With Roe v. Wade hanging in the balance, Texas is poised to ban nearly all abortions if the ruling is overturned. The Texas Tribune analyzed data on abortions reported to the state to see who has accessed abortion in Texas – and who stands to lose access in a post-Roe world.
Texas already has the most restrictive abortion law in the country. After the law prohibiting abortions after about six weeks into a pregnancy took effect Sept. 1, the number of abortions statewide from September to December dropped by 46% compared to the same period in 2020, according to preliminary data from the Texas Health and Human Services Commission. Data on abortions performed in 2022 is not yet available.
Around 50,000 to 55,000 Texans obtained abortions each year from 2014-21. Before that, more than 60,000 abortions were obtained annually. These totals account only for abortions performed legally in Texas and do not include people who went out of state or obtained abortion-inducing medication without a prescription.
Women can generally get pregnant from ages 15 to 44, according to the Centers for Disease Control and Prevention. Around 9 out of every 1,000 Texas women of child-bearing age had an abortion each year from 2014-20, according to Census population data and abortion data from the Texas Health and Human Services Commission. Nationwide, the rate was 11 to 12 abortions per 1,000 each year from 2014-19.
Abortions had been decreasing steadily before 2014, with the largest year-to-year drop in 2014. The year prior, a law went into effect limiting the ability of abortion clinics to operate in the state. It required all abortion facilities meet the standards of ambulatory surgical centers, which led half of the 40 Texas abortion clinics to close by 2016. The law also required doctors performing an abortion to have admitting privileges at a hospital within 30 miles of the abortion facility.
Who has gotten abortions in Texas?
Typically, most patients who get abortions in Texas are in their 20s and 30s. In 2019, 57% of the abortions were performed on patients 20 to 29 years old. About 30% were performed on patients 30 to 39 years old.
More Hispanic Texans obtain abortions each year compared to any other race or ethnicity in the state. In 2019, 21,826 abortions were performed for Hispanic individuals, which is about 8 abortions per 1,000 Hispanic women of child-bearing age in Texas. Hispanic Texans are almost the state’s largest demographic group, falling slightly behind non-Hispanic white residents.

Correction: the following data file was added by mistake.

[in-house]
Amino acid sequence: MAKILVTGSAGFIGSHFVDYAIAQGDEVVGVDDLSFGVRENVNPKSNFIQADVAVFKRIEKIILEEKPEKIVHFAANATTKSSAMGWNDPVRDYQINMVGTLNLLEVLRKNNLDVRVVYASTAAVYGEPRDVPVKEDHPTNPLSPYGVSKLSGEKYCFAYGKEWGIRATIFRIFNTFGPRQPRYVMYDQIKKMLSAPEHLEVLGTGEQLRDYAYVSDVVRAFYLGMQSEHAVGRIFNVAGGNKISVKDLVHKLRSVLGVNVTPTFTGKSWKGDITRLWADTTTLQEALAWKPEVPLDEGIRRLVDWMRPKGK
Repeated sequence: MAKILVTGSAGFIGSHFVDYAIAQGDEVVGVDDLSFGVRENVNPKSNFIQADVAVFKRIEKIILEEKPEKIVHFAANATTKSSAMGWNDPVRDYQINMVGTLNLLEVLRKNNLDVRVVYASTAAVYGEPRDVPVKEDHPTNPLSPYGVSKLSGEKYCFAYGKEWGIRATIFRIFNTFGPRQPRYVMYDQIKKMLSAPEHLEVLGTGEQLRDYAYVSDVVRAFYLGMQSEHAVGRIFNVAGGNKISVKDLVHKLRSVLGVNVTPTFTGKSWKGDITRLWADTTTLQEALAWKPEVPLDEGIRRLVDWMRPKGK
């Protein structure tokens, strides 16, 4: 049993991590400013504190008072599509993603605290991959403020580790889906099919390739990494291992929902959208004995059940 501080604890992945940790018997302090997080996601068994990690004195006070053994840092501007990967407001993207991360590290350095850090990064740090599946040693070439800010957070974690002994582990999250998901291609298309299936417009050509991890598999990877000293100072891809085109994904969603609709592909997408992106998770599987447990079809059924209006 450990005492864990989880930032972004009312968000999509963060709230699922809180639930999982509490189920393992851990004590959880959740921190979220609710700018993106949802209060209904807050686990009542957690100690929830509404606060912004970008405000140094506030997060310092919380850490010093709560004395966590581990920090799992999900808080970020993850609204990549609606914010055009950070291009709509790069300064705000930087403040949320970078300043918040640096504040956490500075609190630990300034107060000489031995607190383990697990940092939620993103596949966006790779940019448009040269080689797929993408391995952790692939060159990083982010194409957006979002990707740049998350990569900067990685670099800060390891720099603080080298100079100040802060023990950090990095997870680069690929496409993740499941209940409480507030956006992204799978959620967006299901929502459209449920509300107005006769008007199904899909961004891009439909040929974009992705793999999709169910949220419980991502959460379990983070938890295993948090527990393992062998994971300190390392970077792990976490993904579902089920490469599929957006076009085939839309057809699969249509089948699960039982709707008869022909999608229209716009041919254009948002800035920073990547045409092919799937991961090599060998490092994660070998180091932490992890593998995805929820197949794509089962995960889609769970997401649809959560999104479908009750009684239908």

However, Black Texans have had the highest rates – 18 out of every 1,000 Black women of child-bearing age in Texas received abortions in 2019. Black Texans have consistently had the highest rates of abortion in the last decade compared with other groups, with rates five to six times those of white Texans and double those of Hispanic Texans. Black Texans make up about 12% of the population.
The use of abortion-inducing medication has fluctuated due to a flurry of back-and-forth policies at the state and federal levels. In 2013, a Texas law restricted access to abortion-inducing medication by changing the gestational age limit from nine weeks to seven weeks and requiring more clinic visits, leading to a decrease in the number of abortions using that method. But after the U.S. Food and Drug Administration approved the procedure for use during the first 10 weeks of pregnancy in 2016, the number of abortions by pill began increasing.
More than half of abortions in 2020 and 2021 were by pill, in part because the COVID-19 pandemic reduced access to in-person health care. Abortion pills ordered by mail or obtained in Mexico are not reported to the state and are missing in this data.
A Texas law banning the use of the medication after seven weeks of pregnancy went into effect in December 2021. The law also makes it a crime to mail the pills.
The vast majority of abortions performed on Texas residents occur 10 weeks into pregnancy or earlier, calculated from the beginning of their last menstrual period. A law took effect in September 2021 banning all abortions at a gestational age of six weeks. Before this law, the cutoff was 22 weeks gestational age.
The Texas Tribune is a nonprofit, nonpartisan media organization that informs Texans – and engages with them – about public policy, politics, government and statewide issues.
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